The Cheneys omit any explanation why President Obama was in a position to remove US troops from Iraq in the first place, and say nothing about what a mess Iraq became after President George W Bush and Vice President Dick Cheney invaded and occupied Iraq, thereby opening Pandora’s Box. Probably just a minor detail in Dick and Liz’s opinion (or an inconvenient truth in many other’s minds).

By this point, Dick and Liz are full throated in their denunciation of President Obama over the Iran nuclear deal. Their argument reads like the words were from AIPAC or maybe even Prime Minister Netanyahu. As you might guess, the Cheneys offer no alternative path or explanation why no agreement does not lead to war while an agreement does. Hmmm.

After making a “President Obama – Neville Chamberlain” comparison, the Cheney’s catch their breath on reminisce over the successes of WWII and post war recovery, and of course, the winning of the cold war. I guess these are things “exceptionalsim” is made of.

It is doubtful any one can accuse the Cheneys of being unsure of their visions nor hampered with too many facts. Simply check out PNAC (Project for the New American Century) begun in 1997.  Cheney’s view of the world (especially the Middle East) and the unbridled use of American military power is on display. What’s so wrong with using other people’s children to fight on the ground? It’s called an all volunteer Army and a great thing when there are not so many other civilian jobs.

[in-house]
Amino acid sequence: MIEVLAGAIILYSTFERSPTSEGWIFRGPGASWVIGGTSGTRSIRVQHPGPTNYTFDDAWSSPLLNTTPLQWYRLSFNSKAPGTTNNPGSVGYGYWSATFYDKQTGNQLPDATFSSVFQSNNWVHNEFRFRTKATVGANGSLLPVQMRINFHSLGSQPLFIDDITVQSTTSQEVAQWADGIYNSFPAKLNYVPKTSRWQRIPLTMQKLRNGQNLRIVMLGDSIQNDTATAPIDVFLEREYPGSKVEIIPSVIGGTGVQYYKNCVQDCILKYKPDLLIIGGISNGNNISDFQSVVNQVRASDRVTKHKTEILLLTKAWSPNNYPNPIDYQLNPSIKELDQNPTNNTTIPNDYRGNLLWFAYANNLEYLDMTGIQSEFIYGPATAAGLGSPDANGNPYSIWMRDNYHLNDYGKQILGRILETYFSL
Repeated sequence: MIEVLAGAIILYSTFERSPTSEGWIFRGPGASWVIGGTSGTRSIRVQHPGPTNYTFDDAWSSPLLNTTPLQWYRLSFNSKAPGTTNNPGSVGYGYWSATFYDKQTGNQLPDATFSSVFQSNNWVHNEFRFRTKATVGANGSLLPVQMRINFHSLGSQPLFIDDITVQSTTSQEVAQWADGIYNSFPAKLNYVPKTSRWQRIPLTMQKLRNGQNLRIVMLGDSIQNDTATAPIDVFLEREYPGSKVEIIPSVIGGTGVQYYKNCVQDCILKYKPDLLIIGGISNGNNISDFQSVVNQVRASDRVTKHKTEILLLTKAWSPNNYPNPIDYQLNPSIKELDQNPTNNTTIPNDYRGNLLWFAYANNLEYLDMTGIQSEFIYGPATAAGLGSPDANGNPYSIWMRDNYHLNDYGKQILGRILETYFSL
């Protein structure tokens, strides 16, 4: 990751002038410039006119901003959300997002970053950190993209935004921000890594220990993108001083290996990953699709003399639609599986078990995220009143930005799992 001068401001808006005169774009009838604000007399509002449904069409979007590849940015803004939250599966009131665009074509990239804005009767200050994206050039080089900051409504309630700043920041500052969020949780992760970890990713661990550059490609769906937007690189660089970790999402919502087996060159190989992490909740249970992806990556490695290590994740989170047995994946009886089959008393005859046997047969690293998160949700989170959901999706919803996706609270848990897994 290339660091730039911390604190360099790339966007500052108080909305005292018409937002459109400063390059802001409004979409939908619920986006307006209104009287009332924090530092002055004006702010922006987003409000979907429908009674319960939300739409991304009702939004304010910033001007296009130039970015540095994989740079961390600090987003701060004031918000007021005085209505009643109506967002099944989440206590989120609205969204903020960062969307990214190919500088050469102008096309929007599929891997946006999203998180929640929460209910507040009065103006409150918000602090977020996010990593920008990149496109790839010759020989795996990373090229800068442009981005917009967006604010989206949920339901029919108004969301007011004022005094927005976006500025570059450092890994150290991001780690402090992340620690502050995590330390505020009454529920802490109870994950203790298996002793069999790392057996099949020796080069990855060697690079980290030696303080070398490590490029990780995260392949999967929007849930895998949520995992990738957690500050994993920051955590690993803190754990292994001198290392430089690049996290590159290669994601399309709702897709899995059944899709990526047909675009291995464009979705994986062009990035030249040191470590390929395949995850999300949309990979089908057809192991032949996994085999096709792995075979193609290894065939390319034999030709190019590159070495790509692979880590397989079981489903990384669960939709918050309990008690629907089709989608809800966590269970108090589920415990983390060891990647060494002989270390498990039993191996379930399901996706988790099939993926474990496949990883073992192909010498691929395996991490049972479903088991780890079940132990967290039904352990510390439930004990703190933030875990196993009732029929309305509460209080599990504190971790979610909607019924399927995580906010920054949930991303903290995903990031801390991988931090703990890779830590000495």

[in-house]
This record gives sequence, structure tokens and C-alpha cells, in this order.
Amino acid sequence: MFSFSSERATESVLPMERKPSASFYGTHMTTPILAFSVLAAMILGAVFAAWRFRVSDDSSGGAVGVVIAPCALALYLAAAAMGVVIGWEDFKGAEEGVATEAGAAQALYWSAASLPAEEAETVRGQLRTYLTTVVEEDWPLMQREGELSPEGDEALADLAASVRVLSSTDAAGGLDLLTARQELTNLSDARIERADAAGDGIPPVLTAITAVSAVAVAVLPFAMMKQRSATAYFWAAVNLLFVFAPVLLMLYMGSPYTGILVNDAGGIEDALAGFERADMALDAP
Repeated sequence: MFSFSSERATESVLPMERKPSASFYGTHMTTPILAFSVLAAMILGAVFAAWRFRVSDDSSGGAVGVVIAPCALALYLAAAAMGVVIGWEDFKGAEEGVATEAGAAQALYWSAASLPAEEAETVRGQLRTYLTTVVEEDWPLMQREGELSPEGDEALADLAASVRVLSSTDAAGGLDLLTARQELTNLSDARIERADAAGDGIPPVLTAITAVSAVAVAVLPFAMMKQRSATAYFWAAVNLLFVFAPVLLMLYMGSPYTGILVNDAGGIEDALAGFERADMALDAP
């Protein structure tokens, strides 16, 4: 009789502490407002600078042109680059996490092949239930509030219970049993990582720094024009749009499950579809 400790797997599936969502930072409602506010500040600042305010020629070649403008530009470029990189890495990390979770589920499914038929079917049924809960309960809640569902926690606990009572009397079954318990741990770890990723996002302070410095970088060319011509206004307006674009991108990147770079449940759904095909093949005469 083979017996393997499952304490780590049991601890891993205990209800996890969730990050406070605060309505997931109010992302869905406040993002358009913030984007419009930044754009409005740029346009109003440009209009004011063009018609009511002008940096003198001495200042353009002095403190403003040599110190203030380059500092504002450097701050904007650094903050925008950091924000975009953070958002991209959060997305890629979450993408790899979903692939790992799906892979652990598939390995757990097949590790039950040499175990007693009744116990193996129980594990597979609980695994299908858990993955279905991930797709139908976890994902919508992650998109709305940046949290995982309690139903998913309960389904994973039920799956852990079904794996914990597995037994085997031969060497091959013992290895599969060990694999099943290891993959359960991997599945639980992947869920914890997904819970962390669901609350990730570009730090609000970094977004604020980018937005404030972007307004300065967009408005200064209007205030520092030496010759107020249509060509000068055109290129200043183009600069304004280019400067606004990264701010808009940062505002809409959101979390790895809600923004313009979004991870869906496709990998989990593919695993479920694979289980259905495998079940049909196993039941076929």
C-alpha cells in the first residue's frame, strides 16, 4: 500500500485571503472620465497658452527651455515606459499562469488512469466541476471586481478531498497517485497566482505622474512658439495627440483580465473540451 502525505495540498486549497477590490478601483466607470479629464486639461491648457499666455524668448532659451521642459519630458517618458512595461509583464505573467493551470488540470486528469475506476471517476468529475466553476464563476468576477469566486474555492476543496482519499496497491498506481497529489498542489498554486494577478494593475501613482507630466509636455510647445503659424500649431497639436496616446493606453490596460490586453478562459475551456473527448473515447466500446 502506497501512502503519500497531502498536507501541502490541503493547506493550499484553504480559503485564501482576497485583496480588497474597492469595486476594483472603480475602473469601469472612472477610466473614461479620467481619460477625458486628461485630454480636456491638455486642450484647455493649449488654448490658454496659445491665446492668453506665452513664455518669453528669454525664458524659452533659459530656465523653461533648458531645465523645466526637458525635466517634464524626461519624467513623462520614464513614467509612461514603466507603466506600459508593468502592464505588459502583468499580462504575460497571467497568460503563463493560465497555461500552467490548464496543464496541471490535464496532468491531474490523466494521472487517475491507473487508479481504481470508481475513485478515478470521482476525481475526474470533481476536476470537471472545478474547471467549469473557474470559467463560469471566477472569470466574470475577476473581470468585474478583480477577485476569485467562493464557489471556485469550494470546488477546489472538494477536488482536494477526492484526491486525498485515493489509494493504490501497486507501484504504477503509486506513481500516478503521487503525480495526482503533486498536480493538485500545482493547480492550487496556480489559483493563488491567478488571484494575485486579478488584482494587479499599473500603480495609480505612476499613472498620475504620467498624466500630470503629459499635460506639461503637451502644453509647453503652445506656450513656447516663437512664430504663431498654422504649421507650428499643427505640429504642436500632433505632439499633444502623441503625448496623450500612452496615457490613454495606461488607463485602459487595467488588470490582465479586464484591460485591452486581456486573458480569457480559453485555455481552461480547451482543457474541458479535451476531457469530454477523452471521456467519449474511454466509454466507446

The kindest light that can be put on this column is it represents a crass attempt to merchandize a book. The Cheneys show complete ignorance of true American Exceptionalism and instead attempt to conceal America’s foremost foreign policy failure (Iraq War) with shameful comparisons to former great Americans. George Marshall, Dwight Eisenhower, and Harry Truman would spin in their graves if they could read this column.

The Middle East (especially Iran), China, and Russia all represent complex challenges for America foreign policy. One foreign policy approach is unlikely to work for all. Selecting the best approach for each will be both difficult but critical to maintaining a peaceful world. Negotiating by laying down ultimatums is the quickest way to failure. Negotiating in good faith may not always produce desired results also but good faith is the only way win-win outcomes can be forged.

The Cheneys don’t recognize this alternative.

You Can Run, But You Can’t Hide

April 17, 2015

Yesterday, so early in the 2016 Presidential nomination process, Jeb Bush’s claim to be his own man was put in question. Thanks to Jeb Bush’s truthful and candid answers to reporters questions, voters now know that a Jeb Bush Presidency will follow a foreign policy similar if not identical to that of George W Bush.

Gaining this confirmation, so early in the nomination process, will provide voters with a clear warning about what to expect if Jeb Bush becomes the nominee and eventually wins the election.